The value of a species


Jason Collins


October 6, 2010

Today I listened to an old (2006) interview with E.O Wilson by Michael Novacek (thanks NYAS). Wilson had a few criticisms of economics - the heavy basis in mathematics for one - and he stated that this had come at the expense of building a microeconomic foundation based on evolutionary biology.

He also spent some time on the subject of valuation of diversity and ecosystem services. Much of this is a no-brainer. There is clear value to clean water, recreation etc. Where it gets more interesting is when we get to the value of a species. There might be some value in the genetic or biological information, the willingness to pay of some people to simply let it exist and some degree of moral obligation. A great example of this is gecko. In another NYAS podcast, Kellar Autumn laid out what had been learnt from the amazing properties of the hairs on gecko feet. There are applications from nanosurgery to aerospace that may come from this.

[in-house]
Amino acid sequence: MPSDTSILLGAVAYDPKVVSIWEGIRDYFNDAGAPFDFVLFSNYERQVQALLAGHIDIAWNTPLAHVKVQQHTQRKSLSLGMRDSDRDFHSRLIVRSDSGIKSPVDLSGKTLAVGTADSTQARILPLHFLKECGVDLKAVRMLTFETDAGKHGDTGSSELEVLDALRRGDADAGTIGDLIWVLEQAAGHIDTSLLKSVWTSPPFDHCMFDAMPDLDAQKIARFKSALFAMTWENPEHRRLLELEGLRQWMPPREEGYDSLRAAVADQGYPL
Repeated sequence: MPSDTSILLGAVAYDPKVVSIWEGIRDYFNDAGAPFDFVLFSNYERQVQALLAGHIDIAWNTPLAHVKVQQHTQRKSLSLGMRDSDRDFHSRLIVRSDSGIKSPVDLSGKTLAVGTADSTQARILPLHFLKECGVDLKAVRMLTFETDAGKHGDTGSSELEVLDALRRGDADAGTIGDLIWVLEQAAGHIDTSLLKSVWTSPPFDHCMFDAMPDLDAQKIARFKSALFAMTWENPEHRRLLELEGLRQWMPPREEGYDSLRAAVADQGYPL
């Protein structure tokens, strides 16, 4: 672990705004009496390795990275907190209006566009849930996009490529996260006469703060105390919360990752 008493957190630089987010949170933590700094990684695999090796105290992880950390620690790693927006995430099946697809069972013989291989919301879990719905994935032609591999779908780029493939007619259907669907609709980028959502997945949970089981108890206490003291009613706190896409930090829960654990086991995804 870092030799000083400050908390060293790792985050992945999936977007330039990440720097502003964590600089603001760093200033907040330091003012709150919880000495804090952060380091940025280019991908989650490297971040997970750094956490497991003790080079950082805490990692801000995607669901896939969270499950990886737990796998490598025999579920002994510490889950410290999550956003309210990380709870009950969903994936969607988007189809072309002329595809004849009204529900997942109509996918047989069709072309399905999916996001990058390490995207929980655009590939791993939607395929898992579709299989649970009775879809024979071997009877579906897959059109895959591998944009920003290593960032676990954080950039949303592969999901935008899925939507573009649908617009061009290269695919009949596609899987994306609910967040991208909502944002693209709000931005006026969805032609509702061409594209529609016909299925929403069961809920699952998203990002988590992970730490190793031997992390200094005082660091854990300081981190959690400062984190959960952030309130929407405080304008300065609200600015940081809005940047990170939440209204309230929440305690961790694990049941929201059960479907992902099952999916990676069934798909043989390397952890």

The flip side is, of course, that the value must have a limit. In the same way that the optimal healthcare system will see some people die, some ambulances arrive late and not every treatment is provided to everyone it could help, there is a limit to the costs that society can bear. At what point do we draw that line?